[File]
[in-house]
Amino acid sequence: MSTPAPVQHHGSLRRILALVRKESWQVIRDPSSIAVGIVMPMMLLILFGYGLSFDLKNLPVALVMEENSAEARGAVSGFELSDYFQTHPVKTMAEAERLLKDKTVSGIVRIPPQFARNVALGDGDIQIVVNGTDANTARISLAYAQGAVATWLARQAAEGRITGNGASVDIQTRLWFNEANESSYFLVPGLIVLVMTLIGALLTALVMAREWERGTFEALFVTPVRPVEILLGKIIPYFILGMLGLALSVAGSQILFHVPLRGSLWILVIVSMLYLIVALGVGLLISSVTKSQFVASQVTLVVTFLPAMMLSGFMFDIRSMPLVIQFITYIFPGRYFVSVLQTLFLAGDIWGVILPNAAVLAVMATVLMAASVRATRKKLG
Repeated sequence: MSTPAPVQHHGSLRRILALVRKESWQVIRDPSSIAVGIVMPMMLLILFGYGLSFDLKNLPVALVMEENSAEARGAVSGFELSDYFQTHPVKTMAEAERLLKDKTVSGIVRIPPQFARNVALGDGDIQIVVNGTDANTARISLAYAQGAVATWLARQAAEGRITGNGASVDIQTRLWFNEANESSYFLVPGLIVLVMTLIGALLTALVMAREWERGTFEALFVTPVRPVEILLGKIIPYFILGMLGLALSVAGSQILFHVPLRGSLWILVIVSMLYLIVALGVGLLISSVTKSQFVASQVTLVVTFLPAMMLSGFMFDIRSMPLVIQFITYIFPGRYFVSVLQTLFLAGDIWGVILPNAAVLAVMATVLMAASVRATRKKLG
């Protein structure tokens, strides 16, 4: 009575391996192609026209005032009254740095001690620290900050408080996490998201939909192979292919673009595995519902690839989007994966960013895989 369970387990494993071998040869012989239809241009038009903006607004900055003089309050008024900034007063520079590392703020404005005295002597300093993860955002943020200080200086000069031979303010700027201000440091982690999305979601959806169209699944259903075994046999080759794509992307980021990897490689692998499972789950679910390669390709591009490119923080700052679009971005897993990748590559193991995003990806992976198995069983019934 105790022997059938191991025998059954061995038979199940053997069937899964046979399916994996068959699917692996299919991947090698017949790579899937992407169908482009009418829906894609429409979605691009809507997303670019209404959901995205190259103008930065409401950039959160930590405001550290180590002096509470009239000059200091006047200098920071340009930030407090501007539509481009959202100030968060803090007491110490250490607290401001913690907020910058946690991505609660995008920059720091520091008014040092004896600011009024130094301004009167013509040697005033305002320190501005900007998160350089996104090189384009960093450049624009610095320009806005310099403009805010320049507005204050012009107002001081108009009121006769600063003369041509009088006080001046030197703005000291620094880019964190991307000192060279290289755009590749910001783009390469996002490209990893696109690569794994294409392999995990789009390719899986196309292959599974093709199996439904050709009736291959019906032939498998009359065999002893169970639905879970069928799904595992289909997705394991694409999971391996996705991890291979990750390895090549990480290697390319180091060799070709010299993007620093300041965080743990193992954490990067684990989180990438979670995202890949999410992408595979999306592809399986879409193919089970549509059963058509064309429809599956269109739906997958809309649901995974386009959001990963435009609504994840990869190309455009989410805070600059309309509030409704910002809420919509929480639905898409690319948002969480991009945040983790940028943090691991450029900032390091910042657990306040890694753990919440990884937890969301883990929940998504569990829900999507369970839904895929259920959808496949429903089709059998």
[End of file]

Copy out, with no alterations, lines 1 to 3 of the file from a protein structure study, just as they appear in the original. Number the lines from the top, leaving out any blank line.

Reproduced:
[in-house]
Amino acid sequence: MSTPAPVQHHGSLRRILALVRKESWQVIRDPSSIAVGIVMPMMLLILFGYGLSFDLKNLPVALVMEENSAEARGAVSGFELSDYFQTHPVKTMAEAERLLKDKTVSGIVRIPPQFARNVALGDGDIQIVVNGTDANTARISLAYAQGAVATWLARQAAEGRITGNGASVDIQTRLWFNEANESSYFLVPGLIVLVMTLIGALLTALVMAREWERGTFEALFVTPVRPVEILLGKIIPYFILGMLGLALSVAGSQILFHVPLRGSLWILVIVSMLYLIVALGVGLLISSVTKSQFVASQVTLVVTFLPAMMLSGFMFDIRSMPLVIQFITYIFPGRYFVSVLQTLFLAGDIWGVILPNAAVLAVMATVLMAASVRATRKKLG
Repeated sequence: MSTPAPVQHHGSLRRILALVRKESWQVIRDPSSIAVGIVMPMMLLILFGYGLSFDLKNLPVALVMEENSAEARGAVSGFELSDYFQTHPVKTMAEAERLLKDKTVSGIVRIPPQFARNVALGDGDIQIVVNGTDANTARISLAYAQGAVATWLARQAAEGRITGNGASVDIQTRLWFNEANESSYFLVPGLIVLVMTLIGALLTALVMAREWERGTFEALFVTPVRPVEILLGKIIPYFILGMLGLALSVAGSQILFHVPLRGSLWILVIVSMLYLIVALGVGLLISSVTKSQFVASQVTLVVTFLPAMMLSGFMFDIRSMPLVIQFITYIFPGRYFVSVLQTLFLAGDIWGVILPNAAVLAVMATVLMAASVRATRKKLG